hollywhood theme

Difficulty: Hard

Pros: Hollywhood themes are simple, so they become incredibly easy to edit, like adding values to edit your quote posts, tags, etc. easily. Hollywhood theme #30 400px and #52 are the most often edited codes. I use #52. I will make a tutorial on how to edit a hollywhood theme in the future for this chain of tutorials.

Cons: This isn’t very beginner friendly unfortunately, because you will be spending 99.9% of your time in the html area rather than the customization area. So basically, you will need to know where to touch when you want to make a Hollywhood contained theme. Also, I noticed alot of people struggle coding with the pagination to stay in place and not slip out when the screen is bigger or smaller. (Actually, if anyone has an answer to this issue, please inform me as I am having issues as well.)


Soooo that is all for today, and I will teach ya guys how to make an appealing background image for your contained theme next!

I hope this will give you an idea on what kind of theme you want, and I hope some will find this tutorial useful!

If you have any comments, con crit, go ahead and drop one by reblogging, fanmailing or asking me. The only rule is no anon hate!

Stay tuned for the next guide!


Fort Dodge, Iowa
Population: 25,206

“By the second marriage another son was born whose untimely death, and the facts that surround it, make up the chief theme of this story.  We first heard of Lott in Iowa, in the spring of 1843, at which time he was acting the role of an Indian trader at Red Rock, in what is now Alarion county, Iowa. At that place, it is said, he did a thriving business until the nth of October, 1845, at which date, according to the treaty of 1842, the Sac and Fox Indians bid adieu to Iowa, and moved beyond the Missouri river.

So well pleased was Lott with his success as an Indian trader that in the summer of 1846 he moved north from Red Rock, and located on the North bank of Boone river, near its mouth. Here he expected to carry on a thriving business in traffic with the Sioux Indians, but for some reason he did not get along so smoothly with them as he did with the Sacs and Foxes at Red Rock. There are no less than three reasons set forth as the origin of the trouble between Lott and Si-dom-i-na-do-tah and his band of Sioux Indians.The author of the Historic Atlas, in his sketch of Humboldt county, states that the Sioux chief informed Lott that he was an intruder; that he had settled on the Sioux hunting grounds, and that he gave Lott a certain time to get off. That his refusal to go by the time set brought on the raid upon his family and stock. The Union Historical company, in their sketch of the Indian chiefs of Iowa, make the same statement.If the Sioux chief made this statement to Lott, he either uttered a falsehood, or else he did not know what he was talking about. Lott may have been a bad man, but he was not an intruder, nor had he located upon the Sioux hunting grounds.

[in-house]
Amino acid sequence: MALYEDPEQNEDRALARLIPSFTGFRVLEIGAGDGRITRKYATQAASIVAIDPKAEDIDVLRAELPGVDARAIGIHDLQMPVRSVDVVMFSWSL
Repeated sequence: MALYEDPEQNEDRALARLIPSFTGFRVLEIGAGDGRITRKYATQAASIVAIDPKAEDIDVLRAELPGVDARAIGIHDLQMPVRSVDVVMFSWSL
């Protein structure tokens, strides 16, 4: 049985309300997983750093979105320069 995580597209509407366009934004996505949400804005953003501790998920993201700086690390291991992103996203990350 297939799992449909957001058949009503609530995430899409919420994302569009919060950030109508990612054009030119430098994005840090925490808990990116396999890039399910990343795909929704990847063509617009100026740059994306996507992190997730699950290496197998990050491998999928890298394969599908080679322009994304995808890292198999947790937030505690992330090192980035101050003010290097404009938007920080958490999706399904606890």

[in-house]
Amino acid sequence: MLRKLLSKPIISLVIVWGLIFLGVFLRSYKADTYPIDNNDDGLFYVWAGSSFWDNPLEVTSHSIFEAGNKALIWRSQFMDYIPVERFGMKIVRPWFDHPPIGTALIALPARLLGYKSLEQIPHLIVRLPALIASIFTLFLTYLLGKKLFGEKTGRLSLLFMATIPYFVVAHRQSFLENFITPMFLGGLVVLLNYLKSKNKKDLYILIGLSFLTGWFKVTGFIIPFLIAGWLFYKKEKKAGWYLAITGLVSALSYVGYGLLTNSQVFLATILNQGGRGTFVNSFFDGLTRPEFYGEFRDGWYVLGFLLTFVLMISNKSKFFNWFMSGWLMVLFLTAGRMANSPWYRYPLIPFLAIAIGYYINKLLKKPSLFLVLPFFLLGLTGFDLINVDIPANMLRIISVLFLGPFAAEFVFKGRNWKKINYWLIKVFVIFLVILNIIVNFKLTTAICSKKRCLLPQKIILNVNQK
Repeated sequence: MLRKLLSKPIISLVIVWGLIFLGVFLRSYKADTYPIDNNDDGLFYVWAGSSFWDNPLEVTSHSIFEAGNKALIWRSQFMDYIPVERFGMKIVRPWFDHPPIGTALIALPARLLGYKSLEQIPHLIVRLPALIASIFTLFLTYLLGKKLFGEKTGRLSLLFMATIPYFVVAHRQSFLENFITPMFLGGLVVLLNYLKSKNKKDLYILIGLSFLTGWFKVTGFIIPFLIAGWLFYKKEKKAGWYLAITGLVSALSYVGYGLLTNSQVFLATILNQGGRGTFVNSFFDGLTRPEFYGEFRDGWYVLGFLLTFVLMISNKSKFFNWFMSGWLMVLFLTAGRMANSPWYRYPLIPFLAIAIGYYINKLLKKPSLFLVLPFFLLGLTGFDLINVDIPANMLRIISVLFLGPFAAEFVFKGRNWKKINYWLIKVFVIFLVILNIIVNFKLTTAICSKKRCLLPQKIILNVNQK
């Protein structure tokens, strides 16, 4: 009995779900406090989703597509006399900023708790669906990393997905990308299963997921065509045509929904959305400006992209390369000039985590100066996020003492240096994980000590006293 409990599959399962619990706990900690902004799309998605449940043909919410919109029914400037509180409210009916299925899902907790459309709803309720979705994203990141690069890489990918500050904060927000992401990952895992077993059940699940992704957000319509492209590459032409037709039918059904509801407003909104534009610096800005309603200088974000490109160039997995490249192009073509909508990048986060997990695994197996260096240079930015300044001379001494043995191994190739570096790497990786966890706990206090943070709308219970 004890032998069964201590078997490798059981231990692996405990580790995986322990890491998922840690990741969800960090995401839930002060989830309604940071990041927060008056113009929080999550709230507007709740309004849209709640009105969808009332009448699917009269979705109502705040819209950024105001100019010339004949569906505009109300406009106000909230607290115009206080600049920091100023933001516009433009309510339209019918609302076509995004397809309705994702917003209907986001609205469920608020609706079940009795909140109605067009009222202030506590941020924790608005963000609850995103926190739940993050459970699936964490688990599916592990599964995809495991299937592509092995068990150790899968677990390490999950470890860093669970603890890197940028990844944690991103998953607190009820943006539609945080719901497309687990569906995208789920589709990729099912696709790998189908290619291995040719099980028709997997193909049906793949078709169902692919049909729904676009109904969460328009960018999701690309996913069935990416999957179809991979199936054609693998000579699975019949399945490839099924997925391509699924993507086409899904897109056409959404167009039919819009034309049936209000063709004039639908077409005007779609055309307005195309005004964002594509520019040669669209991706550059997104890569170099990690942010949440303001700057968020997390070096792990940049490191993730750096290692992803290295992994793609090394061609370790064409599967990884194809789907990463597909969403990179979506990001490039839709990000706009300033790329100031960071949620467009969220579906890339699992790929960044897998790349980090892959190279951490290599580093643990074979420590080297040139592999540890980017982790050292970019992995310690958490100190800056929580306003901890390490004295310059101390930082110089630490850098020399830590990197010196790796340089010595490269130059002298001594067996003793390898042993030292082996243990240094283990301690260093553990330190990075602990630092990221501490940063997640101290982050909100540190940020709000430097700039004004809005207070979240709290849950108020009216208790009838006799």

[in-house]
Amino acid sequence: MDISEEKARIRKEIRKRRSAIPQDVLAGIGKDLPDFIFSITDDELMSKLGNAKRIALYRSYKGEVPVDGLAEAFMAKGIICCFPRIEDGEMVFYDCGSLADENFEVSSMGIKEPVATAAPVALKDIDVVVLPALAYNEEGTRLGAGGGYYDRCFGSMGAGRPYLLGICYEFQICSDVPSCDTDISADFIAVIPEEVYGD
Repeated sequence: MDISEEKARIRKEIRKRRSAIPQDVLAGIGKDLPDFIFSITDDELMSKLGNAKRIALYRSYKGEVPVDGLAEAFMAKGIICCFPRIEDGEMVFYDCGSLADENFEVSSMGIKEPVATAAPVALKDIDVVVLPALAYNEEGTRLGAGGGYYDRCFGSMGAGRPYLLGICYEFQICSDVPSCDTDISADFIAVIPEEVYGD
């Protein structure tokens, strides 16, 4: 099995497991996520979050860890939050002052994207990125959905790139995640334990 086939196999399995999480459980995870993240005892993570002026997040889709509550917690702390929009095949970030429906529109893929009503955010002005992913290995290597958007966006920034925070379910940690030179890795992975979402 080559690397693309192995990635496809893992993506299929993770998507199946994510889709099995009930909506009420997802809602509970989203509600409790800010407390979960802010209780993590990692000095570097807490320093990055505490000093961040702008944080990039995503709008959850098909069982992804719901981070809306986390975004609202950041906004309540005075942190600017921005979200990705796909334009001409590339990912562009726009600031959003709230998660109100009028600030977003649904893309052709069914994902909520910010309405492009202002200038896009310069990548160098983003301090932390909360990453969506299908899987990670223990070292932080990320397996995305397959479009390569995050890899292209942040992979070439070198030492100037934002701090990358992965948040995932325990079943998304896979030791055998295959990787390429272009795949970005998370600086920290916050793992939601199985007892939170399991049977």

Ex-Lieutenant Governor B. F. Gue, in his “Historic Sketch of Iowa,” says that Lett’s cabin was the headquarters of a band of horse thieves, who stole horses from the settlers in the valley below the mouth of Boone river, and ponies from the Indians above it. and that they ran them across the state east to the Mississippi river, and sold them. Mr. Gue seems to think that it was this wrong- ful taking of the Indian ponies that brought the wrath of Si-dom-i-na-do-tah and his painted warriors upon the Lott family. There is still another traditional story to the effect that Lott had sold the Indians whiskey, upon which they became intoxicated and while in that state the destruction of the property and the death of two innocent members of the family was the result of their acts of cruelty.

Amid these conflicting statements it is next to impossible to get at the exact cause which brought about the trouble, but it is certain that the horrible attack was made, and that, too, by a band of Sioux Indians who were miles beyond the borders of their hunting grounds, and intruders upon territory already ceded to the United States by the Sac and Fox Indians, and open for settlement.”